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Logo of nihpaAbout Author manuscriptsSubmit a manuscriptHHS Public Access; Author Manuscript; Accepted for publication in peer reviewed journal;
Addict Behav. Author manuscript; available in PMC 2008 June 1.
Published in final edited form as:
PMCID: PMC1894944

Treatment Outcome for Street-Living, Homeless Youth


Comprehensive intervention for homeless, street living youth that addresses substance use, social stability, physical and mental health issues has received very little attention. In this study, street living youth aged 14 to 22 were recruited from a drop-in center and randomly assigned the Community Reinforcement Approach (CRA) or treatment as usual (TAU) through a drop-in center. Findings showed that youth assigned to CRA, compared to TAU, reported significantly reduced substance use (37% v. 17% reduction), depression (40% v. 23%) and increased social stability (58% v. 13%). Youth in both conditions improved in many other behavioral domains including substance use, internalizing and externalizing problems, and emotion and task oriented coping. This study indicates that homeless youth can be engaged into treatment and respond favorably to intervention efforts. However, more treatment development research is needed to address the barriers associated with serving these youth.

Keywords: homelessness, adolescents, substance abuse, treatment, community reinforcement approach (CRA)

Treatment Outcome for Street-Living, Homeless Youth

Although research focusing on chronic runaways and homeless youth is increasing, there is a void of treatment evaluation studies with this group. Clements, Gleghorn, Garcia, Katz, and Marx (1997) note the importance of examining street based youth as separate from more stable, shelter residing youth given the higher levels of risk behaviors among street living youth. Street living youth often do not access other institutional settings (shelters, foster care, treatment centers) or family for assistance because these systems are not perceived to meet their needs (Marshall & Bhugra, 1996). In sum, differences among street living and shelter residing youth suggest the need for different intervention foci. Different challenges are posed and different treatment strategies are needed when addressing substance use and motivation for change in a youth whose basic needs are met (shelter-residing youth) than for a youth who has trouble finding enough food to eat, a place to sleep and receiving needed medical care.

Scope of the Problem

Although estimates are crude given that these youth do not make it into standard school or population surveys, estimates of the number of youth who leave home prematurely each year is estimated to reach nearly to two million (Shane, 1996). Substance abuse, mental and physical health problems among street living youth are significant issues for those that serve this population. Compared to non-homeless counterparts, researchers have found higher rates of suicide (Molnar, Shade, Kral, Booth, & Watters, 1998) physical and sexual abuse (Rew, Taylor-Seehafer, & Fitzgerald, 2001), high risk behaviors (Ennett, Federman, Bailey, Ringwalt, & Hubbard, 1999) and psychiatric disorders (Cauce et al., 2000). Also, Kipke, Montgomery, Simon and Iverson (1997) reported that 71% of their sample (N = 432) of homeless youth were classified as having an alcohol and/or illicit drug abuse disorder, while Baer, Ginzler and Peterson (2003) found that 69% of their homeless sample met criteria for dependence for at least one substance.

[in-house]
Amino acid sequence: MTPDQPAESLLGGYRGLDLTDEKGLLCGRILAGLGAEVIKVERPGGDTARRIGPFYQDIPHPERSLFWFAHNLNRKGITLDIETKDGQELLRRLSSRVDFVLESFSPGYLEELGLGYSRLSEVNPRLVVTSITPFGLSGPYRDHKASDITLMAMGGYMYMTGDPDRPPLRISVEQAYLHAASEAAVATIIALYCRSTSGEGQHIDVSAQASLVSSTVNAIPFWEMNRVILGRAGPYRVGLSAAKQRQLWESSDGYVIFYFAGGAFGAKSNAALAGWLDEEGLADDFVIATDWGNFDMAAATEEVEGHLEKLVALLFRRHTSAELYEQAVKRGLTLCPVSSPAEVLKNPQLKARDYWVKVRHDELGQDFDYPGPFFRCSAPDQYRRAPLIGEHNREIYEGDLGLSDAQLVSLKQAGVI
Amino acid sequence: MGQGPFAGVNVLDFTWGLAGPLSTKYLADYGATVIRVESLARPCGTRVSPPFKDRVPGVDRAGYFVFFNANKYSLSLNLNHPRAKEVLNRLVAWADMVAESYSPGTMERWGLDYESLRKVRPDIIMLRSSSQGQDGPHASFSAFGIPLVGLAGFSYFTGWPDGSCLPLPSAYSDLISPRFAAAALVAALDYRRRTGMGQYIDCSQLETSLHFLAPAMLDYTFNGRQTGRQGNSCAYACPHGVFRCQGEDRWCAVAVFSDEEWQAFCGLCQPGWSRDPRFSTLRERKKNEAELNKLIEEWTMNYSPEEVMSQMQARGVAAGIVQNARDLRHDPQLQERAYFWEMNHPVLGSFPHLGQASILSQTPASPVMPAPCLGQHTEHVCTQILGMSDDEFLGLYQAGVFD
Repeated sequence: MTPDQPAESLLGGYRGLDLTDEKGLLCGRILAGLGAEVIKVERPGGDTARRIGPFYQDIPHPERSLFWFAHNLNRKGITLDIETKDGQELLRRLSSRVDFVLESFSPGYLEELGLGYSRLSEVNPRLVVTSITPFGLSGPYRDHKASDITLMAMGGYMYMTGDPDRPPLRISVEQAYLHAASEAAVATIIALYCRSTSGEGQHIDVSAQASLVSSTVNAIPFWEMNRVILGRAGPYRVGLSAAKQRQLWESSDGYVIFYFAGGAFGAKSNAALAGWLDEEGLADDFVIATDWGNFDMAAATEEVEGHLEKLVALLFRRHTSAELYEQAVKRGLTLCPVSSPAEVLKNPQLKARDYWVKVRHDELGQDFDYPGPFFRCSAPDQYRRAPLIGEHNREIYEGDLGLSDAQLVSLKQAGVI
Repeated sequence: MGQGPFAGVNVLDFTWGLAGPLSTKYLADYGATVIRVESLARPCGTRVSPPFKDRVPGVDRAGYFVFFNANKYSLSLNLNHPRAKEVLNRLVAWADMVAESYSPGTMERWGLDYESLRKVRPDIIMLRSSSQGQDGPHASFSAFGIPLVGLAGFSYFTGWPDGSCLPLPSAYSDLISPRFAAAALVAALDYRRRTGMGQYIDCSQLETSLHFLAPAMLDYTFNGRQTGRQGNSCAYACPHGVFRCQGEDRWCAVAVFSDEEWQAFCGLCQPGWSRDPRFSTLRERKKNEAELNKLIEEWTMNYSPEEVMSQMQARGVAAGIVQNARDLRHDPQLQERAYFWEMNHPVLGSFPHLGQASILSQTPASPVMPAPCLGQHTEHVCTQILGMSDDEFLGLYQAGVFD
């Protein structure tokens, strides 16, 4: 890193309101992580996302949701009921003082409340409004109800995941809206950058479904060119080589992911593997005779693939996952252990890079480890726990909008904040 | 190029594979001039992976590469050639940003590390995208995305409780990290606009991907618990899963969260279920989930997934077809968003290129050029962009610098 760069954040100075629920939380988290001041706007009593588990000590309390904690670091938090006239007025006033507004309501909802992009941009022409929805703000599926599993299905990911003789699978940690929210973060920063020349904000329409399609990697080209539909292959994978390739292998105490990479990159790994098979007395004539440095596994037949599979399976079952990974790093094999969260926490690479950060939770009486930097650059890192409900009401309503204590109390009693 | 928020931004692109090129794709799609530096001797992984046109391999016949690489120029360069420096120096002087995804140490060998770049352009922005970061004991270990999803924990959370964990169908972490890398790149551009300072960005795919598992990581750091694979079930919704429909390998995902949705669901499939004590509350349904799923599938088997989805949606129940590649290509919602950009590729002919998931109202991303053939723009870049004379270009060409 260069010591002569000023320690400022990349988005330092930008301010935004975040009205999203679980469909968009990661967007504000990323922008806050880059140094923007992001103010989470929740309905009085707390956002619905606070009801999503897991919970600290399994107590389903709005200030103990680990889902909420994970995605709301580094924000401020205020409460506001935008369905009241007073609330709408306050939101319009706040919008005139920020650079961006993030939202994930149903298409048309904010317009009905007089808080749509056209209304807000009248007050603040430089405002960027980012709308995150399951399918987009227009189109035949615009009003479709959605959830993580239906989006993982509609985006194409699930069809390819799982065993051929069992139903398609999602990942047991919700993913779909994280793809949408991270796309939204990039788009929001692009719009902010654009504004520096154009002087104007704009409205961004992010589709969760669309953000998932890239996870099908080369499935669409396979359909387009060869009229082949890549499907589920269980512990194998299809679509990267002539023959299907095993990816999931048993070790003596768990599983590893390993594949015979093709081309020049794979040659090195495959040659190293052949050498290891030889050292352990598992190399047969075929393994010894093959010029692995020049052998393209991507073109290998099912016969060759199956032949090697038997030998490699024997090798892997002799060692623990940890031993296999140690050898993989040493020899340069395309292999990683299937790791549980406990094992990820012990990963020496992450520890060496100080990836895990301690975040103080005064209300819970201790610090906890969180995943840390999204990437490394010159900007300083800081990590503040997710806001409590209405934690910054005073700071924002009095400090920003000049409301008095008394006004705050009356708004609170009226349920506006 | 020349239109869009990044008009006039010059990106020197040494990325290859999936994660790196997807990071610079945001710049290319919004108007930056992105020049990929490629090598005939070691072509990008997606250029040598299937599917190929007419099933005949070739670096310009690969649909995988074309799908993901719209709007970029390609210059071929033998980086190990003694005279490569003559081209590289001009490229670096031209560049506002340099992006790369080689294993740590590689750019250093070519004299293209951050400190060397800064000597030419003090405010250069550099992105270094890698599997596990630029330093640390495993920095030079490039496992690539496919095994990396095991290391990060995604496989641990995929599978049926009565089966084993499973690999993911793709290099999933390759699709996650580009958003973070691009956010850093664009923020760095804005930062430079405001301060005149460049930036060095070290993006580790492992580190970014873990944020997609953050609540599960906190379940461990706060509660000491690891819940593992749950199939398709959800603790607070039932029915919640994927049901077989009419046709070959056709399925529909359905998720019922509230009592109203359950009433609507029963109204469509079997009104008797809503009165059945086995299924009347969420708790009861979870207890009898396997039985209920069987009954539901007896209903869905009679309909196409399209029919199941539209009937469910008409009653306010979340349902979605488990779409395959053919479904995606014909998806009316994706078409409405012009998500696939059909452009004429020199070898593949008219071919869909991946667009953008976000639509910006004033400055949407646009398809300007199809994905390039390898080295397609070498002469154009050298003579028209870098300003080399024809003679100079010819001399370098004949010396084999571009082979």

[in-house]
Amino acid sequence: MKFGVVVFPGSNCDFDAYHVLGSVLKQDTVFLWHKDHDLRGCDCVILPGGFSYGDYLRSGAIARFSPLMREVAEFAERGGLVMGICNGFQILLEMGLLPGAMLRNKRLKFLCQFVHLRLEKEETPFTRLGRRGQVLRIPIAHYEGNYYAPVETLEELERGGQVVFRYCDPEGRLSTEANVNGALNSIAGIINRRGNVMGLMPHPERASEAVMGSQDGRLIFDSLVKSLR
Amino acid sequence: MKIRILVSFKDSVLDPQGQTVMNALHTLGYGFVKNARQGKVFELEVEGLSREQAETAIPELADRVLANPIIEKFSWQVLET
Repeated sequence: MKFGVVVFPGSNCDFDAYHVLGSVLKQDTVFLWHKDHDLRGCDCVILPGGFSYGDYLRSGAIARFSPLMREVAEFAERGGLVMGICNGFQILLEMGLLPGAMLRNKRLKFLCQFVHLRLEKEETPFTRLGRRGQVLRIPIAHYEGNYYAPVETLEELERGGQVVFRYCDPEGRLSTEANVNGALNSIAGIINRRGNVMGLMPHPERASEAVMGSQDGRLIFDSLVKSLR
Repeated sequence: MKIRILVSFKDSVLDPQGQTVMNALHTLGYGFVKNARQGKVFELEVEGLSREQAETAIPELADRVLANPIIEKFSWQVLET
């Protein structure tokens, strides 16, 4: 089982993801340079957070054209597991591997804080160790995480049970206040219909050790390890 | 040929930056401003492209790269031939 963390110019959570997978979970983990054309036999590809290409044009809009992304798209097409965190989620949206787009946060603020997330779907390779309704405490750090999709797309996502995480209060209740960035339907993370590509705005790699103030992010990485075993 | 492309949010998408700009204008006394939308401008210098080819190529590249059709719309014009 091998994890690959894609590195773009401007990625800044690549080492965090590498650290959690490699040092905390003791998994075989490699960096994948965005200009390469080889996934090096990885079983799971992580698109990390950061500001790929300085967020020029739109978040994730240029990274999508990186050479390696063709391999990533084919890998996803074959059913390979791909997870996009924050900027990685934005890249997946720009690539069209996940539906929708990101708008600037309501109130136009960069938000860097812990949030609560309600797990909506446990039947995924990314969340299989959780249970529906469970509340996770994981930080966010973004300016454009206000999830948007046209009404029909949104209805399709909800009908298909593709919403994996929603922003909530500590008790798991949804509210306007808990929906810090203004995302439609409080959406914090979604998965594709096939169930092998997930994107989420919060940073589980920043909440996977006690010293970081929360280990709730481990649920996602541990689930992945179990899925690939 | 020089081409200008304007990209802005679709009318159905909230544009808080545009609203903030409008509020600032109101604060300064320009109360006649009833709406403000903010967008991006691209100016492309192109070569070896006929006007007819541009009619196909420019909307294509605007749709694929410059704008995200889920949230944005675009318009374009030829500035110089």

Treatment Findings

Most of the research on the adult homeless has focused on ‘captive’ shelter samples that are easy to approach and identify, although findings from these populations cannot be generalized to homeless individuals who live on the streets and do not access social services (Marshall & Bhugra, 1996). Chamberlain and MacKenzie (2004) argue that intervention and prevention should consider that youth go through various stages before they self-identify as a homeless person, with different interventions needed at different points in the homeless trajectory. The first stage being when youth are “at risk” as determined by school counselors. The second stage is when youth begin to break from the home and family (runaway), with the next stage being when the youth no longer considers him or herself as belonging to the family. The final stage is “transition to chronicity” when the youth experiences sustained periods of homelessness. Chamberlain and MacKenzie (2004) propose that at the early stages, intervention to support family reconciliation is important while a community placement program for later stages is needed. Only two randomized clinical trials addressing the multiple needs of this population were identified in the literature, and each study generally reflects the stage-based intervention strategies described by Chamberlain and McKenzie (2004).

Cauce et al. (1994) compared an intensive case management intervention with a less intensive, service as usual case management intervention through a drop-in center for street living youth. Few differences were found between the case management provided by drop-in center staff and the project’s intensive case management along the Child Behavior Checklist subscales, depression, problem behaviors and substance use. The authors concluded that the greater cost of the intensive case management makes it difficult to justify given the few differences in outcomes detected. Slesnick and Prestopnik (2005) evaluated an Ecologically-Based Family Therapy (EBFT) intervention with shelter-residing youth as compared to treatment as usual through a runaway shelter. Findings showed that youth assigned to EBFT reported greater reductions in overall substance abuse compared to youth assigned to treatment as usual through the shelter while many other problem areas including internalizing, externalizing, family relations, and communication improved in both conditions up to 15 months post-baseline.